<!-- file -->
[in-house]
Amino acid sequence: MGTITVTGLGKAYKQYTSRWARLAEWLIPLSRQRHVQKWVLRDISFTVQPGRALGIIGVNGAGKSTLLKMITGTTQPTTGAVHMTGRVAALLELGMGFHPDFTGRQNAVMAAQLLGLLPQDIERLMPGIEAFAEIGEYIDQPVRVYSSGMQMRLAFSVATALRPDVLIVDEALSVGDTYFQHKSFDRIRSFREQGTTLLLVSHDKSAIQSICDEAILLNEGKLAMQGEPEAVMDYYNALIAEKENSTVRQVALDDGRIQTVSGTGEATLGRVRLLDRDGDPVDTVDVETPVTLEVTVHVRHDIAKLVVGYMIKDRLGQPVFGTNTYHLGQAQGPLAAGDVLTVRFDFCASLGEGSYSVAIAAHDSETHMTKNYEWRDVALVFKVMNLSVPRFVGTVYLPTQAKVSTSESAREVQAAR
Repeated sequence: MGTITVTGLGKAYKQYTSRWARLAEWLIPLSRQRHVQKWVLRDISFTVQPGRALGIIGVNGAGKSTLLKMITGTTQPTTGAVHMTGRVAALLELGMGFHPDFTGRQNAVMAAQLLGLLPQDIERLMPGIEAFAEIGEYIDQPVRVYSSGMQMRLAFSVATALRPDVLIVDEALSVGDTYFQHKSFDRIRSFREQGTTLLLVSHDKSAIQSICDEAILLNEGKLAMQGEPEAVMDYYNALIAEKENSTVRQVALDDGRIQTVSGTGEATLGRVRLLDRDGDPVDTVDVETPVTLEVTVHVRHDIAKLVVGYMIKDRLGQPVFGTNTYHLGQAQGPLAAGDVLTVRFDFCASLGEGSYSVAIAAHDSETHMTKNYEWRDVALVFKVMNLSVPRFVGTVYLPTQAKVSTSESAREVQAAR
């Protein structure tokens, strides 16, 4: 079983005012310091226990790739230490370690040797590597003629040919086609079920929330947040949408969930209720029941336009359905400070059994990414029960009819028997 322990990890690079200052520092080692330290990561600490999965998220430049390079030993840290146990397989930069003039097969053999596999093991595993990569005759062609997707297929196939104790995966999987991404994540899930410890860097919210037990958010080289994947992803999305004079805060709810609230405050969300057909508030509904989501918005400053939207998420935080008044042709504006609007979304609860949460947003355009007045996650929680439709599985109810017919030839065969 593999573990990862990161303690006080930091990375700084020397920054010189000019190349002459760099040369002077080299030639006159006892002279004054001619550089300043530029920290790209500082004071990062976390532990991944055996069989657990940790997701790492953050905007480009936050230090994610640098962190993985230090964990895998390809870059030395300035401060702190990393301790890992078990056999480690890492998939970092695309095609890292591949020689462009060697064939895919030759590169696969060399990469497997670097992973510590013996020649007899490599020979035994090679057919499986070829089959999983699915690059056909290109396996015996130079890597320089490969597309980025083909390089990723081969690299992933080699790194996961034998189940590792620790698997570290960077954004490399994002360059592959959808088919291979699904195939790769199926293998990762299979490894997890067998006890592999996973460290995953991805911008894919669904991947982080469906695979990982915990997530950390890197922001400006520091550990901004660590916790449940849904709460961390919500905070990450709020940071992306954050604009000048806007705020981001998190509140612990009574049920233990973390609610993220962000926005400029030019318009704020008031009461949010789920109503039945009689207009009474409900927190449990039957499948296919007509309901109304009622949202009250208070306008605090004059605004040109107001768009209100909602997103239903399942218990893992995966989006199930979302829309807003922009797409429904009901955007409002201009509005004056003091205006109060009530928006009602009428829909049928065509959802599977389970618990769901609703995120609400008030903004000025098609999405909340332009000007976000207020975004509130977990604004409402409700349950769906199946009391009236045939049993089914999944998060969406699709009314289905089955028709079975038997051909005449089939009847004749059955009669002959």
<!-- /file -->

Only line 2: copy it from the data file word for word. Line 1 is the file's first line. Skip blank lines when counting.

Amino acid sequence: MGTITVTGLGKAYKQYTSRWARLAEWLIPLSRQRHVQKWVLRDISFTVQPGRALGIIGVNGAGKSTLLKMITGTTQPTTGAVHMTGRVAALLELGMGFHPDFTGRQNAVMAAQLLGLLPQDIERLMPGIEAFAEIGEYIDQPVRVYSSGMQMRLAFSVATALRPDVLIVDEALSVGDTYFQHKSFDRIRSFREQGTTLLLVSHDKSAIQSICDEAILLNEGKLAMQGEPEAVMDYYNALIAEKENSTVRQVALDDGRIQTVSGTGEATLGRVRLLDRDGDPVDTVDVETPVTLEVTVHVRHDIAKLVVGYMIKDRLGQPVFGTNTYHLGQAQGPLAAGDVLTVRFDFCASLGEGSYSVAIAAHDSETHMTKNYEWRDVALVFKVMNLSVPRFVGTVYLPTQAKVSTSESAREVQAAR